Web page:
You’ll find them greeting foreign dignitaries at one of the city’s most famous sights, lounging on café chairs and shop displays, and lapping up attention wherever they go. They have their own Instagram account, and custom-built shelters and feeding stations on the city’s streets. Forget the Byzantines and the Ottomans: The real conquerors of Istanbul are its street cats.
“There’s a mystery, an unpredictability about both cats and Istanbul,” says Ceyda Torun, the Istanbul-born director of a new documentary film “Kedi,” which tells the stories of seven of the city’s many street cats and the people who love them. Named after the Turkish word for “cat,” the movie shows how deeply intertwined Istanbul’s felines are with the lives of the city’s residents — a relationship Torun says her research indicates goes back thousands of years.
A zoologist at Istanbul University showed Torun a 3,500-year-old cat skeleton uncovered during construction of the Marmaray underwater rail system. “It was dug up right on the coast of the Bosphorus Strait and has a healed bone on its leg,” Torun says. “The zoologist’s professional opinion was that the bone could only have healed in the way that it did if it was wrapped up by a human.”
Istanbul’s lengthy history as a port city likely contributed to its modern-day status as a street-cat capital, with felines from all over the world finding their way to the city on the cargo boats where they were kept to take care of mice. Later, when the Ottomans built Istanbul’s first sewer systems, cats proved useful at fending off rodents on land too.
People in Istanbul have long cared for the city’s non-human residents: In the Ottoman era, many houses were constructed with cat doors, and many mosques with built-in birdhouses, says Torun. “Many people told me, if you’re a true Muslim, you’re a lover of all animals,” she adds, explaining that the texts of Islam, Turkey’s majority faith, include stories about the Prophet Muhammad’s particular love for cats. But as Istanbul has grown from village to town to crowded megalopolis, that duty has come to seem more and more imperative.
“The more every bit of green space and soil in the city is flattened and paved over, the more inhospitable it becomes to cats,” Torun says. “And you’ve really started seeing a lot more people putting out food and water for street animals over the last five to ten years as summers have become hotter. There’s a bigger push to see that they’re OK.”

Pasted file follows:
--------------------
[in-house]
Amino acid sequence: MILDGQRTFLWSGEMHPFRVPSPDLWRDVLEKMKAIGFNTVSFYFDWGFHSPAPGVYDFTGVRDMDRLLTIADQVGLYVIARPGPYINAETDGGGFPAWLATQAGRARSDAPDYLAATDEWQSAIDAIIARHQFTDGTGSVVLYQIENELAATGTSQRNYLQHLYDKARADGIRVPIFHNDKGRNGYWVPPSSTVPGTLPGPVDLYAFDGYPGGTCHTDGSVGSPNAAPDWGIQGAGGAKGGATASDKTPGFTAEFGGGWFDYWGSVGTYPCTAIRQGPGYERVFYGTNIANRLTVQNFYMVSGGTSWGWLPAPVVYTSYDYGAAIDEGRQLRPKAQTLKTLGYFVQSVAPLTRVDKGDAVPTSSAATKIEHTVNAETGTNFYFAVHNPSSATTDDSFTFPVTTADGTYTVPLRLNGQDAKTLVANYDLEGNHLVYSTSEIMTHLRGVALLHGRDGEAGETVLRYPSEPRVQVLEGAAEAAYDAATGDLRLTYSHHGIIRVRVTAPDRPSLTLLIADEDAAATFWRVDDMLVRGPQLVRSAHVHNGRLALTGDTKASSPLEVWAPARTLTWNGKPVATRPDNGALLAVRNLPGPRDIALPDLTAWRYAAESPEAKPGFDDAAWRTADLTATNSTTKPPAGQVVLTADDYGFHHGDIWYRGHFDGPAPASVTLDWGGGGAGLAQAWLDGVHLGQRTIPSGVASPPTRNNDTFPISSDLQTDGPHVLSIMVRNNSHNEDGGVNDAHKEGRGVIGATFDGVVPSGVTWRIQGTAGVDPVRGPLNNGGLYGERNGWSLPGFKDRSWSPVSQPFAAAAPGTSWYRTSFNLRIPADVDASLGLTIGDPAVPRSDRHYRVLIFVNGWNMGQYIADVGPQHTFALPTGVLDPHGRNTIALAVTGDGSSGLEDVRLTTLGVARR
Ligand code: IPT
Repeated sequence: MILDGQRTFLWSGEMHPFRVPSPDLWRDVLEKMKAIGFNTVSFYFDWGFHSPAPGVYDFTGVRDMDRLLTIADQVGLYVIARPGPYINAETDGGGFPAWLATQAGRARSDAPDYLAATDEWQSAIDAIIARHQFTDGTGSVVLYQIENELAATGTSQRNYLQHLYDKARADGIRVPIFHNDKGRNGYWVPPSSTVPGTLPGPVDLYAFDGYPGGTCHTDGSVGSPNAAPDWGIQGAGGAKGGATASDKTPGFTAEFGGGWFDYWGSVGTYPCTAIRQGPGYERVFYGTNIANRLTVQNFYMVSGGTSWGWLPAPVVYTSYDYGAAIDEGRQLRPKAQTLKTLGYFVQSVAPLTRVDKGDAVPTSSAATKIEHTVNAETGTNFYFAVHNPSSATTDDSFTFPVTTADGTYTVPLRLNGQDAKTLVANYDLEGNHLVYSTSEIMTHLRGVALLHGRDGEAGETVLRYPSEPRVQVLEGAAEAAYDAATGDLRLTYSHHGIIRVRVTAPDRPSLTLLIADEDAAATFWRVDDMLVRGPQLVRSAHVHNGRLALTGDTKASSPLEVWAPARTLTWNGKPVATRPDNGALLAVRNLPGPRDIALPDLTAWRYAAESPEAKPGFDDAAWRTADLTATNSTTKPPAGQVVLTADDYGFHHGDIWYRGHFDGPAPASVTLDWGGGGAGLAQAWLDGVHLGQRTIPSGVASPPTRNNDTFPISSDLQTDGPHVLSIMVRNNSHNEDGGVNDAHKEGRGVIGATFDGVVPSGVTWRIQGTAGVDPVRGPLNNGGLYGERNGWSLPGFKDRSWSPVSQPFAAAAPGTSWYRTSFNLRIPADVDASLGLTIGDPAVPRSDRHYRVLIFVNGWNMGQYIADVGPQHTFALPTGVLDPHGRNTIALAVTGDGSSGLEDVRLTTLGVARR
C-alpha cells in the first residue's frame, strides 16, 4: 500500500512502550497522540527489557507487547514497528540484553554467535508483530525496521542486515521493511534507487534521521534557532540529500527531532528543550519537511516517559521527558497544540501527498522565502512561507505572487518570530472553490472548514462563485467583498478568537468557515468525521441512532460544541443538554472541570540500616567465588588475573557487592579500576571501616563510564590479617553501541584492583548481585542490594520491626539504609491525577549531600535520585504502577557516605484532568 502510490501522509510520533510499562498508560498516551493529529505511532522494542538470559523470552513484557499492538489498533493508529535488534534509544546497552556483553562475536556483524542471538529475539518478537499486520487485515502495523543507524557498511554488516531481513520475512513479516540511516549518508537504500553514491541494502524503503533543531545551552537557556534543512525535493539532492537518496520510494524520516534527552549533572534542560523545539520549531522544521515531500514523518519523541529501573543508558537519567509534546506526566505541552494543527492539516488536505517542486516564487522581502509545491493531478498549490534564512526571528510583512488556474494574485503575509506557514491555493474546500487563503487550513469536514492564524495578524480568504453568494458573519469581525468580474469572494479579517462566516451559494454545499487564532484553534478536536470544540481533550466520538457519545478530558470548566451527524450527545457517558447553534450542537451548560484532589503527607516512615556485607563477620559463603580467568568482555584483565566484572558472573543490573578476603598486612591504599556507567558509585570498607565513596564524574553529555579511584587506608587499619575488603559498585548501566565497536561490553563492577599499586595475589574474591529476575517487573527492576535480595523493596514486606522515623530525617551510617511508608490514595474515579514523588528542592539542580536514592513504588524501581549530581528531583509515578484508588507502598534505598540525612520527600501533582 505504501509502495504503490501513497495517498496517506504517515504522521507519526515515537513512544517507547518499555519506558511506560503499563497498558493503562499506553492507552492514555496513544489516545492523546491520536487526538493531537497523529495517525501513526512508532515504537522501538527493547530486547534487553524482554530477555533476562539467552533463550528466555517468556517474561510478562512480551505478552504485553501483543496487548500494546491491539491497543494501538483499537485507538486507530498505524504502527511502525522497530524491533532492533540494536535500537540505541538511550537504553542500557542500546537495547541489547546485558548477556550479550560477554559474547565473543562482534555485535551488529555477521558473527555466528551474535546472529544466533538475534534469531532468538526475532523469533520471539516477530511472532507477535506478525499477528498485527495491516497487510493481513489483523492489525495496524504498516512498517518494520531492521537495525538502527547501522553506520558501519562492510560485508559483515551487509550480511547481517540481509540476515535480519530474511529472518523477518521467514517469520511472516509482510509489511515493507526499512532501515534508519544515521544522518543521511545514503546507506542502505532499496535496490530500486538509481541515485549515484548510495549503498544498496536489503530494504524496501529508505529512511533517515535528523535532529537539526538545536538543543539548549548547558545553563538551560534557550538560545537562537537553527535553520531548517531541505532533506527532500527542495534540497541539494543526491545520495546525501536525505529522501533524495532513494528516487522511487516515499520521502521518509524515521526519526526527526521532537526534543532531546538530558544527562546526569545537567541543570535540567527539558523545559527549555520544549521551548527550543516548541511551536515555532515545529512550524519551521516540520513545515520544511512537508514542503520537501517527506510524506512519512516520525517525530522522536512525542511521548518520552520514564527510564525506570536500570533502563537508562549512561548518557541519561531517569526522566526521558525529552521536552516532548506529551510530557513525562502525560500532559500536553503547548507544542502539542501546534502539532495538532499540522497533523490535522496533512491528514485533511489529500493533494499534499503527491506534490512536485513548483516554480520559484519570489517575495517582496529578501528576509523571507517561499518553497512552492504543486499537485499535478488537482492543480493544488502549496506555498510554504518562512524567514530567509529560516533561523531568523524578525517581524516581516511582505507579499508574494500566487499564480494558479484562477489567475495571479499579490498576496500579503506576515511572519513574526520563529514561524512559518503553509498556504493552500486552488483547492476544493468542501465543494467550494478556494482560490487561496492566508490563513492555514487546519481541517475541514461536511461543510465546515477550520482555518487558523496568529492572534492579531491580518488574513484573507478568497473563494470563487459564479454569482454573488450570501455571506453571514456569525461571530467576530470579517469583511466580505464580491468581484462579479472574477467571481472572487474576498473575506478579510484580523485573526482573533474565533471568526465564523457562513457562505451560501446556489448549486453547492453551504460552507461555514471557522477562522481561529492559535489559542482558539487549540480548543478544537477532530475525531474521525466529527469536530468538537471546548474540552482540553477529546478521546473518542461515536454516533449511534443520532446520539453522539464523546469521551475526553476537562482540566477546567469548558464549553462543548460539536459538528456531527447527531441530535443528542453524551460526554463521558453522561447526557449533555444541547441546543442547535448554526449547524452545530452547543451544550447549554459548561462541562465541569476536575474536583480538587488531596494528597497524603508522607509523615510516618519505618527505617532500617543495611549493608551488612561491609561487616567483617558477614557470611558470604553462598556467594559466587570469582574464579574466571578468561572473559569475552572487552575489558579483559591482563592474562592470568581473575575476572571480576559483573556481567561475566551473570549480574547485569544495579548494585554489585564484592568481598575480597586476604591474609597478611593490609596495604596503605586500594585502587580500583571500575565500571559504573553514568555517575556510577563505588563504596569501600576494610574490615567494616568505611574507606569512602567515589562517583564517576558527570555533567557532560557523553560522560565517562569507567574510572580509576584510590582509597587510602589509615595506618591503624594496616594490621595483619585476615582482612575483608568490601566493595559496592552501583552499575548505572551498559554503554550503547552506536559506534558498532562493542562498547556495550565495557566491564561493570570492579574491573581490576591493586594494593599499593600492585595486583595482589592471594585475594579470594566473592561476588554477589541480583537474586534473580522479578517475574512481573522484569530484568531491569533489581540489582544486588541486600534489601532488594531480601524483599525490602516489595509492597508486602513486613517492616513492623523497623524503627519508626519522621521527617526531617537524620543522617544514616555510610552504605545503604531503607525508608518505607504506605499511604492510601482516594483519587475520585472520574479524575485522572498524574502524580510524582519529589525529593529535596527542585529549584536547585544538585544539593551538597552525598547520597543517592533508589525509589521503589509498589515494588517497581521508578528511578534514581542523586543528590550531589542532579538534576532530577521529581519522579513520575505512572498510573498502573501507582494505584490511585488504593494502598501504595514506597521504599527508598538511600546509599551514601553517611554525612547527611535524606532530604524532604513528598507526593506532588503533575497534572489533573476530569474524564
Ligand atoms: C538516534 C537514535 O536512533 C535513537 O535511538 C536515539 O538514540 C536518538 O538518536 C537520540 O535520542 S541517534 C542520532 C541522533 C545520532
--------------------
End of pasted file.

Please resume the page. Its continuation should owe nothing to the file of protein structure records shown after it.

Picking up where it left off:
Torun’s film documents the signs of that commitment, which are visible all over the city: the cat shelters constructed out of Styrofoam packing boxes; the bowls of food and water with signs such as “Cat restaurant, bon appétit” and “If you don’t want to be desperate for a drink of water in the next life, don’t touch these cups”; the neighbors who rack up huge vet bills for cats that aren’t even their own.
“We’re more worried about what will happen to the cats than to us,” one man living in an area scheduled for redevelopment tells Torun in the film. “If this neighborhood gets torn down, they won’t have anyone.”
“Cats can really provide a mirror to our own lives, including how we live in major cities like Istanbul as they go through rapid and perhaps uncomfortable change,” Torun says. The camera in “Kedi” often takes a cat’s-eye view of Istanbul, showing how the animals can also help people see the city in new ways.
Getting low to the ground in filming revealed “a lot below our usual eye level that we don’t typically see, a lot to do with the historic architecture of the city,” Torun says, citing as an example the once-common arch-shaped holes at the base of entrance staircases to residential buildings. In the days before indoor plumbing, she explains, many buildings had a hamam (Turkish bath) in the basement, and the holes allowed the steam to escape. Few people notice these small spaces now — but cats do.
“Cats can get into so many places that we can’t; a cat we were following while filming would go into a hole and I would poke the camera through and see that inside was a beautiful abandoned building,” Torun says. “The cats exist almost on a different plane than we do in the city, and you kind of envy them for it in the end.”